Monthly Archives: January 2019

Unearthing Canadian Originalism: Reflections on my Conversation with Justice Stratas

Earlier this month, I had the true privilege of taking part in a discussion with Justice David Stratas of the Federal Court of Appeal, who is one of Canada’s most prominent jurists, on the subject of statutory and constitutional interpretation. The conversation was part of the Runnymede Society’s annual Law & Freedom Conference. Justice Stratas and I covered a lot ...

Read More »

Ontario Court of Appeal Underscores the Importance of Adversarial Argument

Last week’s unusual Ontario Court of Appeal decision in Welsh v Ontario made headlines as the Court quashed an order that $1.5 Million dollars be paid to a charity. The facts of the case make the result a bitter pill to swallow. But despite this result, and the unusual statutory and factual matrix in which the case emerged, the decision ...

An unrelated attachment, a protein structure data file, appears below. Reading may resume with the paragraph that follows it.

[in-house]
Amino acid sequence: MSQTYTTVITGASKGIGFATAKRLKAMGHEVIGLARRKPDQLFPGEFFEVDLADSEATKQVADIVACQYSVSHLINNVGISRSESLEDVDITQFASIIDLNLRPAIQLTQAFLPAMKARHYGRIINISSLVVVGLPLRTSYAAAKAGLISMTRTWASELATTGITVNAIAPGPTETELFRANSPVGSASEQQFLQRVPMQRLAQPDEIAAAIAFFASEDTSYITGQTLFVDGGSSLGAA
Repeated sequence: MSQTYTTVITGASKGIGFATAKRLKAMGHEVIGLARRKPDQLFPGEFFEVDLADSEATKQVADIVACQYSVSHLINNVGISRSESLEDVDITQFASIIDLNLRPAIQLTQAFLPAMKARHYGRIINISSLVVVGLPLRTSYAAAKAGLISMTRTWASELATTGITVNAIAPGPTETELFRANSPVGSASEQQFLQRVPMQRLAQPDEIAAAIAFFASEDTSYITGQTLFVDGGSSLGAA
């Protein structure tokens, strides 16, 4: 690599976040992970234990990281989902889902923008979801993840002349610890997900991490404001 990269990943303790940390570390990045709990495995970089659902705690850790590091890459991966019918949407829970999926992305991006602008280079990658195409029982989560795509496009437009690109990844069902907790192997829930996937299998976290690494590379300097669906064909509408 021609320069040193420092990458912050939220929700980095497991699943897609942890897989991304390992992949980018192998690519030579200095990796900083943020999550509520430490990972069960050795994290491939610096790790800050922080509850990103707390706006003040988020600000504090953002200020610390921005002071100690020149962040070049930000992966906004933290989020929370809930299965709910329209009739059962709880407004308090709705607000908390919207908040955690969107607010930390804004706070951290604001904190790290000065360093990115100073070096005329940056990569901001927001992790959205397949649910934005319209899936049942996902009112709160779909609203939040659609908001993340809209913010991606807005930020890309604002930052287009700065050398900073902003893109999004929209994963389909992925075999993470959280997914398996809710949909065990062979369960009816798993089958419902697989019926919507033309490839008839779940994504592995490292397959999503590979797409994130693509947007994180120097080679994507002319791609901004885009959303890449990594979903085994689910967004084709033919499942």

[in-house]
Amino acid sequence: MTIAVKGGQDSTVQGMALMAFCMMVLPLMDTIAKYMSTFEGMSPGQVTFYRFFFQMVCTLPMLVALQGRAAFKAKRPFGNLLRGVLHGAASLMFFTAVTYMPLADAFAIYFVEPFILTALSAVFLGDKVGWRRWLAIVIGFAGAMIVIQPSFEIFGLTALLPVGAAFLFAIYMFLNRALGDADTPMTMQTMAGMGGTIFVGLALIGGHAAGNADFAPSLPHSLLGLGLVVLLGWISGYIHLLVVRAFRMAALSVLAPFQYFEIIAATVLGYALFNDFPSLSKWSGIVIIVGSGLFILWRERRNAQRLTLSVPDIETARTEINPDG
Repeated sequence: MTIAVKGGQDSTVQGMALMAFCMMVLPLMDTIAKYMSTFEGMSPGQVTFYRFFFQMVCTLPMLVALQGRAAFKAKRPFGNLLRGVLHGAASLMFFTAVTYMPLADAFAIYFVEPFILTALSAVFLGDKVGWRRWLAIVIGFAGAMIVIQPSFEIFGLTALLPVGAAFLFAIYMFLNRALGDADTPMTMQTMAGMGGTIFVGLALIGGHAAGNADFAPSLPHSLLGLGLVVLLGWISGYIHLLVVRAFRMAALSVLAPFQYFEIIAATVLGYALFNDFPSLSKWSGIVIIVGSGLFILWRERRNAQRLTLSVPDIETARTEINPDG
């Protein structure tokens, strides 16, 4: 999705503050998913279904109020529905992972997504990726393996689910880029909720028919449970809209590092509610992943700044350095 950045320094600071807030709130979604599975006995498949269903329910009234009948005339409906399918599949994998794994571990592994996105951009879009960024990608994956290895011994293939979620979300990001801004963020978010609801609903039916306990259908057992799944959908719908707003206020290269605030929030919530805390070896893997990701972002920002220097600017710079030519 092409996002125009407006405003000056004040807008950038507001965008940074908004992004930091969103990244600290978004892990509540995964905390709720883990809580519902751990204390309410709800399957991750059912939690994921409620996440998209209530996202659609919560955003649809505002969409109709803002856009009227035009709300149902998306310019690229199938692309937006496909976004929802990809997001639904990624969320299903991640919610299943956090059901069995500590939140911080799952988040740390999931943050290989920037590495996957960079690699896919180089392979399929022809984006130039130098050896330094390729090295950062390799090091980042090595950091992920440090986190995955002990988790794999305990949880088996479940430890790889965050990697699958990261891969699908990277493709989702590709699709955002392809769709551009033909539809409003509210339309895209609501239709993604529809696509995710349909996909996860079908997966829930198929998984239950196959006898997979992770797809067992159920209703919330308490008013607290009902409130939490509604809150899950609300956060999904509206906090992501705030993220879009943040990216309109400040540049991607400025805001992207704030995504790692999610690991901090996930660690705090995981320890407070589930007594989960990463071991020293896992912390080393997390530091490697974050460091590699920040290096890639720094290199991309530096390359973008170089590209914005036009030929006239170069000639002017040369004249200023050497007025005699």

Read More »

A Matter of Deductions: Resolving Uncertainty in MVA Litigation

As any Ontario personal injury lawyer knows, the common law of damages has been modified significantly in the context of motor vehicle accidents, to the benefit of defendants and their insurers. The legislature has enacted various measures to limit the ability of plaintiffs to recover in tort. It has done so for two reasons: 1) to help limit the number ...

Read More »

Statutory Interpretation in Canadian Administrative Law

Over on Professor Daly’s blog Administrative Law Matters, Professor Audrey Macklin wrote what I would characterize as a confessional: an admission that the law of judicial review in Canada may be beyond repair. What Prof. Macklin proposes, in light of this realization, is a renewed focus on the principles of statutory interpretation, rather than a myopic focus on standard of ...

Read More »